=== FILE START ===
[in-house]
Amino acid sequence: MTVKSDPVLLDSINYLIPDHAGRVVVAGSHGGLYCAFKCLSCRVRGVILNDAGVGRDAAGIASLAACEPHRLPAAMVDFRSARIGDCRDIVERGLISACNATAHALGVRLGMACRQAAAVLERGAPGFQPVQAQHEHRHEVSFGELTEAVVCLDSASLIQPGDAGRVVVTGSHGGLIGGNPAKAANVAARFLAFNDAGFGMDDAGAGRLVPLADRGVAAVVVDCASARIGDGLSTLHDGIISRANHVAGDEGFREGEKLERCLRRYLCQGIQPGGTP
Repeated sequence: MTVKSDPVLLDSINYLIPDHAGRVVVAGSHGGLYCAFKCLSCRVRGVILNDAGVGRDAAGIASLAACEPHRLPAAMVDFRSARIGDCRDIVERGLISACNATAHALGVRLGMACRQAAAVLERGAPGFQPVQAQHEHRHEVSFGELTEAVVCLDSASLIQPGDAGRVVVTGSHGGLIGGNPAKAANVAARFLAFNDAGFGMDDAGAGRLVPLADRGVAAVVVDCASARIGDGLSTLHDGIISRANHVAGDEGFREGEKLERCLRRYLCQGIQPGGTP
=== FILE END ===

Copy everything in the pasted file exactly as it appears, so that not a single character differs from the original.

[in-house]
Amino acid sequence: MTVKSDPVLLDSINYLIPDHAGRVVVAGSHGGLYCAFKCLSCRVRGVILNDAGVGRDAAGIASLAACEPHRLPAAMVDFRSARIGDCRDIVERGLISACNATAHALGVRLGMACRQAAAVLERGAPGFQPVQAQHEHRHEVSFGELTEAVVCLDSASLIQPGDAGRVVVTGSHGGLIGGNPAKAANVAARFLAFNDAGFGMDDAGAGRLVPLADRGVAAVVVDCASARIGDGLSTLHDGIISRANHVAGDEGFREGEKLERCLRRYLCQGIQPGGTP
Repeated sequence: MTVKSDPVLLDSINYLIPDHAGRVVVAGSHGGLYCAFKCLSCRVRGVILNDAGVGRDAAGIASLAACEPHRLPAAMVDFRSARIGDCRDIVERGLISACNATAHALGVRLGMACRQAAAVLERGAPGFQPVQAQHEHRHEVSFGELTEAVVCLDSASLIQPGDAGRVVVTGSHGGLIGGNPAKAANVAARFLAFNDAGFGMDDAGAGRLVPLADRGVAAVVVDCASARIGDGLSTLHDGIISRANHVAGDEGFREGEKLERCLRRYLCQGIQPGGTP